Pamela Samuels 

When Samuels was telling me about the lack of African American and women lawyers in books, I was reminded of the Kiley Reid’s book, “Such a Fun Age.” Even though the main character, Emira, wasn’t a lawyer, she was African American and played an influential role the entire book. She was wrongly accused of kidnapping the little girl that she babysits when they were at a grocery store. It was obvious that the main reason she was accused of kidnapping was because she was African American and the little girl wasn’t. This was one of the first books that I read that heavily focussed on racial inequalities, making it extremely influential for me and teaching me new information about the inequalities that exist in today’s society. It’s important that books have main characters that are minorities and it’s influential that Samuels thinks it’s crucial to write books about these underrepresented people. 


“I think faith in God has been real key in helping me with roadblocks and hurtles and difficulties.”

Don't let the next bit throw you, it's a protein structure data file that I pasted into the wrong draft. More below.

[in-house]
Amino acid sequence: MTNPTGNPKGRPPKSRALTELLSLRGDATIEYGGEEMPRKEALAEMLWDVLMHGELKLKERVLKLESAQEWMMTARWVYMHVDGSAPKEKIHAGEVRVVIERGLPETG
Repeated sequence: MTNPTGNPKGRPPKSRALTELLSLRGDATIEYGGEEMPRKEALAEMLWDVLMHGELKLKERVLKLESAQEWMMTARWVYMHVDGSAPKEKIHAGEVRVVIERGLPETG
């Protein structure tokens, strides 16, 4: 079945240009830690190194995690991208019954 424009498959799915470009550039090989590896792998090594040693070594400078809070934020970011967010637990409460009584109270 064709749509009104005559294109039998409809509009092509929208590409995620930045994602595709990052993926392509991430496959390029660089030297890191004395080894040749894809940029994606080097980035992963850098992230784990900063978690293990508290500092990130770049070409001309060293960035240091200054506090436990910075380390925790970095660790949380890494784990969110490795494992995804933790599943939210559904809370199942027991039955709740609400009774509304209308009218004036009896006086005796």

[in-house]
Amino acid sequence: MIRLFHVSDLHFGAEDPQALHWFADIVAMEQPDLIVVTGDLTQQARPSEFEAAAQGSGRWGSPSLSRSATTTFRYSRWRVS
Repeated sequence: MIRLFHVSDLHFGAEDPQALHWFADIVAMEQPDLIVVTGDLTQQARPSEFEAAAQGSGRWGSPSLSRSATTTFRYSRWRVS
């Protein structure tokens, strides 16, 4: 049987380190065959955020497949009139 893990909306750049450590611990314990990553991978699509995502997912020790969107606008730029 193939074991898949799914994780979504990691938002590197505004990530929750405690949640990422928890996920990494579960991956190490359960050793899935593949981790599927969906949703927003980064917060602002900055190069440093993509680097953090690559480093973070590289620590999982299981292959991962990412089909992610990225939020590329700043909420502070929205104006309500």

Pamela Samuels 

When I asked Samuels if there was any particular person that most shaped the way that she views society today, her answer was God. Growing up in the church, faith has always played an important role in Samuels life. She admits that her faith in God guides her in her everyday life and is the overriding factor that molds her view of the world. 


The main advice that Samuels had for young people seeking a career was to find a mentor early. She believes that having a mentor can lead to success in careers. She knows African American women who have had very successful careers in law and they had mentors.